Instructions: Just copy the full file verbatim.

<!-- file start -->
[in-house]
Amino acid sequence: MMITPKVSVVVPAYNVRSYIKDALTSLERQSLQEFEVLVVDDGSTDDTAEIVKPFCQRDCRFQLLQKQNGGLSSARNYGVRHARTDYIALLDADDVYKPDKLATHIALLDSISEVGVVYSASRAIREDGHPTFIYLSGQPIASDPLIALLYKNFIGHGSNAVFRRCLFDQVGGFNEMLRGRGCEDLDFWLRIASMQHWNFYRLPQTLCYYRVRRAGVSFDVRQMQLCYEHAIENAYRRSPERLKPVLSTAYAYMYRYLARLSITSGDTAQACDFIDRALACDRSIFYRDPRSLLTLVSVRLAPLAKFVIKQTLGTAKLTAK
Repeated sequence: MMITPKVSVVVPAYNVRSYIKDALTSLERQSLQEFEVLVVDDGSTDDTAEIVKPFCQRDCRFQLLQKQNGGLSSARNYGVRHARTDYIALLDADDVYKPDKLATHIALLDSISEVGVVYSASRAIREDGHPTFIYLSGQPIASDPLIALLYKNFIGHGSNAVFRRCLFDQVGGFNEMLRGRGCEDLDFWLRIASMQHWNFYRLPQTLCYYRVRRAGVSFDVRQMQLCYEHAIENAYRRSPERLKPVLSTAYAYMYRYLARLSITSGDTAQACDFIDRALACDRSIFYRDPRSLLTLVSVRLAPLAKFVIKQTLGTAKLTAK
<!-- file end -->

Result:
[in-house]
Amino acid sequence: MMITPKVSVVVPAYNVRSYIKDALTSLERQSLQEFEVLVVDDGSTDDTAEIVKPFCQRDCRFQLLQKQNGGLSSARNYGVRHARTDYIALLDADDVYKPDKLATHIALLDSISEVGVVYSASRAIREDGHPTFIYLSGQPIASDPLIALLYKNFIGHGSNAVFRRCLFDQVGGFNEMLRGRGCEDLDFWLRIASMQHWNFYRLPQTLCYYRVRRAGVSFDVRQMQLCYEHAIENAYRRSPERLKPVLSTAYAYMYRYLARLSITSGDTAQACDFIDRALACDRSIFYRDPRSLLTLVSVRLAPLAKFVIKQTLGTAKLTAK
Repeated sequence: MMITPKVSVVVPAYNVRSYIKDALTSLERQSLQEFEVLVVDDGSTDDTAEIVKPFCQRDCRFQLLQKQNGGLSSARNYGVRHARTDYIALLDADDVYKPDKLATHIALLDSISEVGVVYSASRAIREDGHPTFIYLSGQPIASDPLIALLYKNFIGHGSNAVFRRCLFDQVGGFNEMLRGRGCEDLDFWLRIASMQHWNFYRLPQTLCYYRVRRAGVSFDVRQMQLCYEHAIENAYRRSPERLKPVLSTAYAYMYRYLARLSITSGDTAQACDFIDRALACDRSIFYRDPRSLLTLVSVRLAPLAKFVIKQTLGTAKLTAK